Documentary fictions are sometimes characterized as “hybrids.” The term is often applied to independent or experimental work, but few movies deserve it more than MGM’s “Eskimo,” from 1933 (available on DVD from Warner Archive).
Shot in northern Alaska with a largely Inuit — and Inuit-speaking — cast, “Eskimo” was one of four racially charged ethnographic romances made on location during the late silent and early sound period by W. S. Van Dyke (1889-1943). The son of a California judge and a concert pianist turned actress, Van Dyke made his stage debut at 3, broke into movies as an assistant director for D. W. Griffith and, directing nearly 30 features between 1930 and 1940, would be MGM’s most reliable workhorse, affectionately nicknamed “One-Shot Woody.”
Van Dyke was assigned to work with and wound up displacing the pioneering documentarian Robert Flaherty on the 1928 Tahiti-set adventure “White Shadows in the South Seas” (previously reissued by Warner Archive). He followed up with a second Tahitian romance, “The Pagan” (1929), a vehicle for Ramon Novarro, and then MGM’s most elaborate location-adventure to date, “Trader Horn” (1931). Shot over seven months in four central African colonies, the movie required what has been described as the largest safari on record (some 35 travelers and almost 200 indigenous people, and 90 tons of equipment) and copious infusions of alcohol. One crew member was eaten by a crocodile and another trampled by a rhino.
After four back-lot productions, including “Tarzan the Ape Man” (1932), Van Dyke returned to the field with “Eskimo.” It’s a movie that marks the end of a period when, as Kevin Brownlow wrote in “The War, the West, and the Wilderness,” his history of silent-era dramatic travelogues, “vast expeditions from Hollywood set out like conquistadors for distant lands.”
Among other things, “Eskimo” (filmed in a location that Van Dyke found even more rugged than equatorial Africa) documents spear fishing and walrus hunting, a caribou stampede into the sea, stunt kayaking and celebratory dances to enliven the brutal tale of the great hunter Mala, who loses his wife to a lecherous sea captain. (The charismatic Mala was played by Ray Wise — credited as Ray Mala — the child of an Inuit mother and a Russian Jewish father, and himself a Hollywood camera operator.)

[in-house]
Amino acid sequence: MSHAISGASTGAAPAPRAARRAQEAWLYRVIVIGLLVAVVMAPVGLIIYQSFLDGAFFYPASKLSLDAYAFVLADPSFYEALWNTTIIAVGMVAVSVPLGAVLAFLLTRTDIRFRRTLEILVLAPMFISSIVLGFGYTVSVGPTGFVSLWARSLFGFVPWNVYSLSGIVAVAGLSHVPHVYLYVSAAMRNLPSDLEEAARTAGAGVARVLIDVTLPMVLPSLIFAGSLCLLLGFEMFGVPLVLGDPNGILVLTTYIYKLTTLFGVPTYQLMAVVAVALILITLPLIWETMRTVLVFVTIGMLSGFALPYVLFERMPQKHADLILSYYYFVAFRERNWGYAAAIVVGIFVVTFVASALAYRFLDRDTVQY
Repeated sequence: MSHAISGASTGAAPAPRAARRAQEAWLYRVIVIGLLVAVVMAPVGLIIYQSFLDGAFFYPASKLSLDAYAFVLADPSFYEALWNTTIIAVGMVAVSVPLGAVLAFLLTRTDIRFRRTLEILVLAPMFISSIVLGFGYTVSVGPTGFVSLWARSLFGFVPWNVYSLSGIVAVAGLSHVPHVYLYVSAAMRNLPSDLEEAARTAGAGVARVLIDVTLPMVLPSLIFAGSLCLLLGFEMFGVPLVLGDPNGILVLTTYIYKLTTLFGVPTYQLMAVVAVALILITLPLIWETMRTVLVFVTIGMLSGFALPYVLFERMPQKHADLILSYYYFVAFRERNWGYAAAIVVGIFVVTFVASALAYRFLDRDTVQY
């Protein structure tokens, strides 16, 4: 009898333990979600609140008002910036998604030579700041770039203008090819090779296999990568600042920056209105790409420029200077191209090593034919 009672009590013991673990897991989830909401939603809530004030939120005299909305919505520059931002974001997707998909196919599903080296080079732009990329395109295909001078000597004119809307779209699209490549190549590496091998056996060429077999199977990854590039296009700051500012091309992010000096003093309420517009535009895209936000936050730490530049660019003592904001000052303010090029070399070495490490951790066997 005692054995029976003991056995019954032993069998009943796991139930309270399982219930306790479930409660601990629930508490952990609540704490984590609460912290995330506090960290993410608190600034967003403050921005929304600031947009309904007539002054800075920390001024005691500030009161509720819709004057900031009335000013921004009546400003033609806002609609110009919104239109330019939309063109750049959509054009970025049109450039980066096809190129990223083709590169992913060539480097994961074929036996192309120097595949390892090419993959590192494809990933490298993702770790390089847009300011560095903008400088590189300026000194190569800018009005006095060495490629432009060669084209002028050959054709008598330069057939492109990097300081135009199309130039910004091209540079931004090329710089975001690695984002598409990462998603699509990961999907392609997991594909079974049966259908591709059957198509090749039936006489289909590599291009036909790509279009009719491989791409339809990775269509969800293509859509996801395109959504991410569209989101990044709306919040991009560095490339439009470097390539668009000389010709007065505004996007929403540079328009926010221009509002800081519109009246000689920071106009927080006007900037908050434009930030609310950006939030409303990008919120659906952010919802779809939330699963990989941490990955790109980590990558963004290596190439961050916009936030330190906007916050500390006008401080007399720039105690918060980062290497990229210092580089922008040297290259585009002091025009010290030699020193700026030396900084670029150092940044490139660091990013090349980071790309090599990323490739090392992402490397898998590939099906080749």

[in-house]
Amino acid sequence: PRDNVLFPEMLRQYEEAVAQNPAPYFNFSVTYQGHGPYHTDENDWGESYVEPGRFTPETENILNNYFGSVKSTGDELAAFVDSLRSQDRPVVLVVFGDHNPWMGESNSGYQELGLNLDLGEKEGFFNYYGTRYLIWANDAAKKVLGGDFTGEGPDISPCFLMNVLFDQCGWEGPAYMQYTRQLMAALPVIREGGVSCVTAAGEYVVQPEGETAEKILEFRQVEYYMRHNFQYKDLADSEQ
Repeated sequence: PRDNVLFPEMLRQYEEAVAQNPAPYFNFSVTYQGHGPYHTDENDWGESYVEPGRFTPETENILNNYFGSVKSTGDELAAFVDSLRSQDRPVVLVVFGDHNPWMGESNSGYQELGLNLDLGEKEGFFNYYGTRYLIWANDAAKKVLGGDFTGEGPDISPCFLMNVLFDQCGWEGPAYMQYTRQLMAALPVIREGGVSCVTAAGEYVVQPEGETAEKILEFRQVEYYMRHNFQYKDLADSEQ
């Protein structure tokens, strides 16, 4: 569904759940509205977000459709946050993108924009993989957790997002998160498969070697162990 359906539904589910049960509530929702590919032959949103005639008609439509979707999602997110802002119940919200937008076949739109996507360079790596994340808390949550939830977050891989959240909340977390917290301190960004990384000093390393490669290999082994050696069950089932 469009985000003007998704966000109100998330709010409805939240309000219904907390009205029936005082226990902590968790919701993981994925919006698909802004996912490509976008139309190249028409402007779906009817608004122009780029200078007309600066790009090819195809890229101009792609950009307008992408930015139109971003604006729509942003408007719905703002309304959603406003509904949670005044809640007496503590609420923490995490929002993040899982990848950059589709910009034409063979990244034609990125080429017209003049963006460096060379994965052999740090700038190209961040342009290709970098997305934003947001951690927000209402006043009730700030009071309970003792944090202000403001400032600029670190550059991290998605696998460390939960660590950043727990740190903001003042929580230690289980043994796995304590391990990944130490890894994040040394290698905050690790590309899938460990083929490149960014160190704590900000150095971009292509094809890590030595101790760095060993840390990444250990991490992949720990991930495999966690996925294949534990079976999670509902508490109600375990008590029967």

“Eskimo” predates the strict Hollywood Production Code, and nearly as impressive as the use of Inuit dialogue (translated in flowery English intertitles) is the movie’s frankly sensationalist eschewing of Christian morality. Advertised as a “Weird Tale of the Arctic,” “Eskimo” showed the Inuit as polygamous and even polyandrous, as when several married women offer sexual comfort to the bereaved Mala. The whites, by contrast, are exploitative and cruel, raping and killing Mala’s wife (whose death seems to be of no consequence) and later persecuting him after he takes revenge.
While “Eskimo” makes some attempt to respect another culture, the same cannot be said for “Trader Horn” (also newly available in DVD from Warner Archive). This unsavory circus of racialized sadism exploits Africa as a special effect with travelogue footage of bare-breasted women, fierce-looking pygmies, and masses of crocodiles, but it was only partly filmed there. The more vicious animal fights were shot in Mexico, while virtually all of the dialogue scenes were staged on the MGM lot: “The hippos are getting pretty thick,” the title character (Harry Carey) explains in one cutaway shot.
Although overwhelmed by Van Dyke’s hours of documentary footage, the studio eventually fashioned a suitably lurid narrative in which Trader Horn and his young sidekick (Duncan Renaldo, a Romanian-born actor who would later play the Cisco Kid on television) search the jungle for a missionary’s daughter captured by cannibals and raised to be the tribe’s irascible “white goddess” (Edwina Booth).
Supposedly cast for her blond tresses and fiery temper, Booth runs around half-naked for most of the movie. Accounts vary as to whether she picked up a tropical disease in Africa or had a nervous breakdown upon her return, but in any case she sued MGM for damages, and her career never recovered from her appearance in what was the studio’s most profitable film of 1931. Van Dyke went on to direct “Manhattan Melodrama,” “San Francisco,” “Marie Antoinette,” “Andy Hardy Gets Spring Fever” and four “Thin Man” movies, to name a few.